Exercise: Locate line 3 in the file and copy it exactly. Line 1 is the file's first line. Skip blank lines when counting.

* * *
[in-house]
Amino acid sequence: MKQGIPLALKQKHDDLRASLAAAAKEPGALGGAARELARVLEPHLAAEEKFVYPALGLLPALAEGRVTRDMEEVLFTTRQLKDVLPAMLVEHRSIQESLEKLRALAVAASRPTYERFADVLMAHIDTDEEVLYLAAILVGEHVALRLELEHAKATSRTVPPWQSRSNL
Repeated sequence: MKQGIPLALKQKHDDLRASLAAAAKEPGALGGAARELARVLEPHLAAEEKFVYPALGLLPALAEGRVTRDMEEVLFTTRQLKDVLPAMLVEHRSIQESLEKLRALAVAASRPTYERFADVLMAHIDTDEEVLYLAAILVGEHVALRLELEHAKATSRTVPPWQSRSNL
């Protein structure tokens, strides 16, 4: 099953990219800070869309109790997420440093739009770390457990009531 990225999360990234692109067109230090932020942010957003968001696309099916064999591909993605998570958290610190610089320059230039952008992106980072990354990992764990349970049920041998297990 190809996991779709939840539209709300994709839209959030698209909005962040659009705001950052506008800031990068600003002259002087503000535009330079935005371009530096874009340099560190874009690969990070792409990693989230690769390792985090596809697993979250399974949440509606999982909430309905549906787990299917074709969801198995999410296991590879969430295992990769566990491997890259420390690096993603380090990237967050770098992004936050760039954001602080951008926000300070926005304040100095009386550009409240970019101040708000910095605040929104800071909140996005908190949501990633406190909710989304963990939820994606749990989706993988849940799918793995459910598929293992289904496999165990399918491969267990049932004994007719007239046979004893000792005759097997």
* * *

Repeated sequence: MKQGIPLALKQKHDDLRASLAAAAKEPGALGGAARELARVLEPHLAAEEKFVYPALGLLPALAEGRVTRDMEEVLFTTRQLKDVLPAMLVEHRSIQESLEKLRALAVAASRPTYERFADVLMAHIDTDEEVLYLAAILVGEHVALRLELEHAKATSRTVPPWQSRSNL